Matthew 11: 16-19, 25-30

“The Most Important Thing You Can Do This Summer”

Matthew 11: 16-19, 25-30

Rev. G. Scott Turnbrook; Northwood United Church; July 9, 2017


Do you need Jesus Christ? We say “yes” because we are in church, and it’s a Sunday morning, and your minister is watching. But I’d like to test this question out this morning and really ponder: do we truly believe that we need Jesus Christ?  

I would like for us to begin by imaging that it is a Monday night and you have gathered in a church basement. It took you a lot of courage to come; yet you knew that you must change something in your life and you summoned the courage, got in your car and have arrived. You walk down a long set of stairs and can smell the moldy, damp basement. You are nervously greeted, you fill in your name tag and stick it to your chest; you help yourself to a cup of bad coffee and sit in one of the uncomfortable folding metal chairs carefully arranged in a circle. You hear the words of introduction from the leader; you hear a bit of her story; people take turns introducing themselves; and your turn arrives…and you say “uhm…Good evening, my name is Scott and I am a ‘life-a-holic’. What has brought me to this place in my life? Life is so hard. The growing burdens of day to day life? ~ they are so many. Living is so challenging: declining health, the demands of family, the demands of work, of community, the growing challenge of making ends meet; the demands just seem to grow and grow and grow. It is hard to keep going sometimes. One by one, people’s stories are told. There is an inner poverty that is heard in each and everyone’s story: stories of anger, loss, pain, fear, avoidance. The list goes on and on. We all know the coping mechanisms: food, drugs, alcohol, cigarettes, or simply throwing up our hands and just ‘giving up’.  

Are you feeling a little uncomfortable yet? I know I am feeling a little uncomfortable in this imaginary 12 step meeting. It is imaginary and there isn’t even a group called ‘life-a-holics’! And I don’t like where this is going. The core of our discomfort is that we don’t like to acknowledge that we need help in this life. As most of us know, the first step in the twelve step process is for the person to admit that they are powerless over the addiction and their life has become unmanageable. But that is not how we have been taught is it? We are taught to view ourselves as self-made accomplishments, aren’t we? We are accustomed to excelling at something by concentrating and applying ourselves. If we want to be a good student ~ we spend more time in the library than in the pub. We have been taught how to be a good athlete ~ we spend time training, eating well and resting. We have been taught how to be a good member of our family ~ we spend more time together than apart. Our world teaches us, and values us, according to how we apply ourselves and achieve the goals we desire. Yet when we consider the nurturing of our spiritual lives, we find that it doesn’t work that way at all. One’s knowledge of God; the relationship we cultivate with God cannot be achieved in the same way as our other achievements. Our salvation, our deep connection with God is not just another thing which we can reach out and take hold of with our own power. I think what we discover with this morning’s text is that we are not responsible for our own salvation ~ it does not come through military might, through political power, through intellectual prowess. In fact the more we grasp at the knowledge of God, the less of it we will ever attain.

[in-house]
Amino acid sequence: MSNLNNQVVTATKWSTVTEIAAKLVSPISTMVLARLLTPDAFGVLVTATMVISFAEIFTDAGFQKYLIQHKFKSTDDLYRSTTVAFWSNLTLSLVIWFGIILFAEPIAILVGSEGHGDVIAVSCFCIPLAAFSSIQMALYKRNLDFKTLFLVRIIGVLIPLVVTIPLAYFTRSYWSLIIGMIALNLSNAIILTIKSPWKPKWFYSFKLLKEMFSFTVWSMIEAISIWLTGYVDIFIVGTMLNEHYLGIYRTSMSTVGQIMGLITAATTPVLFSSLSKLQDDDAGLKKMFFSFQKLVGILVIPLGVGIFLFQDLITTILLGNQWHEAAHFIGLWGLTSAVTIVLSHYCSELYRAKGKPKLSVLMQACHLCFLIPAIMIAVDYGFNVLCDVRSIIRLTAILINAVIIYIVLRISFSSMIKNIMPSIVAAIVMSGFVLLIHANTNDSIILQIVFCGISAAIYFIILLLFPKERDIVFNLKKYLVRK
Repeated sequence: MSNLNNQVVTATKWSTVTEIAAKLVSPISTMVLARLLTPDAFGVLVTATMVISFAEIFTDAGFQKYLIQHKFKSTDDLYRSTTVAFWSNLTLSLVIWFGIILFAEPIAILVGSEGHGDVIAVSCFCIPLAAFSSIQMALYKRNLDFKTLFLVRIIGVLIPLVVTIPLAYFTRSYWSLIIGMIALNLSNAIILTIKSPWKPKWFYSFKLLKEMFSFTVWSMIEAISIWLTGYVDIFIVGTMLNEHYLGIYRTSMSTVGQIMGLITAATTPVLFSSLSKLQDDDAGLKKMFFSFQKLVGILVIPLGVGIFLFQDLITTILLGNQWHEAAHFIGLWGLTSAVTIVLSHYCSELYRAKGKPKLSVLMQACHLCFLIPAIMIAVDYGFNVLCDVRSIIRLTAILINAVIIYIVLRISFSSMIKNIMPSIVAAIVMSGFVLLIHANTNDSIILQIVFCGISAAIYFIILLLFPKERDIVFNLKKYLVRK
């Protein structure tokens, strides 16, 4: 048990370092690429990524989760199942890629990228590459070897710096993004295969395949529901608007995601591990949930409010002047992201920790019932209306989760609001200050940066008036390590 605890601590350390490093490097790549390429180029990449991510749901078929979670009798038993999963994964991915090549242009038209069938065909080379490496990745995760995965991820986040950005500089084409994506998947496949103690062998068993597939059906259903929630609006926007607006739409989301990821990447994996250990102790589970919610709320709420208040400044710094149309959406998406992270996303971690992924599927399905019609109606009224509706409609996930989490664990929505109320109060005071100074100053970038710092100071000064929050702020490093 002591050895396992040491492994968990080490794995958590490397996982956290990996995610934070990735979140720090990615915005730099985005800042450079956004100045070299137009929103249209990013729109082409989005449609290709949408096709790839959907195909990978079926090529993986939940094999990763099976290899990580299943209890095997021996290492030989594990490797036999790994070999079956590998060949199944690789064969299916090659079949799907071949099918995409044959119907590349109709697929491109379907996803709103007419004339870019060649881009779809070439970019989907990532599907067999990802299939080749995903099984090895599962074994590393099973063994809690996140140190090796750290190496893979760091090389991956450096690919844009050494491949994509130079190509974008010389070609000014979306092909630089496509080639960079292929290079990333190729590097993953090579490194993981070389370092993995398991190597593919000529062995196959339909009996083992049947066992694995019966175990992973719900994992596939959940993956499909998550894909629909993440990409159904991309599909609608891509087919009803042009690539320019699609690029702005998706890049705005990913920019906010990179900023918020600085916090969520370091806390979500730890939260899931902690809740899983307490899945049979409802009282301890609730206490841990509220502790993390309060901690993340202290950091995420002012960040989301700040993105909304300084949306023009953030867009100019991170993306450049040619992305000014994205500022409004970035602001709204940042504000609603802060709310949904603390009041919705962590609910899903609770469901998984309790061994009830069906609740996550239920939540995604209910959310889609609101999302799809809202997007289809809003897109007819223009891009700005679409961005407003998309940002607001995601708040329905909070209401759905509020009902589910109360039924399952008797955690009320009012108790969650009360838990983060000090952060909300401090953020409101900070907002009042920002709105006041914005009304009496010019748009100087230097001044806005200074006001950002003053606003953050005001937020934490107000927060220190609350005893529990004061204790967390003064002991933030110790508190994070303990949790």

Turning to this morning’s text, we see Jesus referring to this very challenge. Jesus speaks to how the ways of the world have become so disconnected from the ways of God. He challenges them saying “to what will I compare this generation?” He draws the parallel to children in the marketplace who are not able to resonate with the sounds that are around them. Beautiful music is being played in the city square, yet it fails to move them. When the music reaches a section of joy, they are not able to stand up and let their bodies dance; when the music reaches a section of sadness, they are not able to shed a tear. The people of this generation, Jesus proclaims, have become disconnected from their very soul. Jesus goes further noting that when John the Baptist came preparing a way for the coming of the Lord, they accused him of being filled with demons. And when the Son of Man actually arrived, they called him a drunkard and a glutton, and condemned him for eating with tax collectors and sinners. Jesus explains how the blessings of God are hidden from those who are filled with the ways of the world. It is only the children of the world, the naïve and innocent ~ disconnected from the ways of the world, who are best situated to understand the ways of God. I wonder if we have become so deeply disconnected from our soul as a result of being immersed in the ways of the world, that we have become isolated and removed from the ways of God. In this self-made, self-righteous, self-serving world, we think we can do anything and everything on our own…even achieve our own salvation. We have lost the ability for the most sacred connection ~ our connection with God.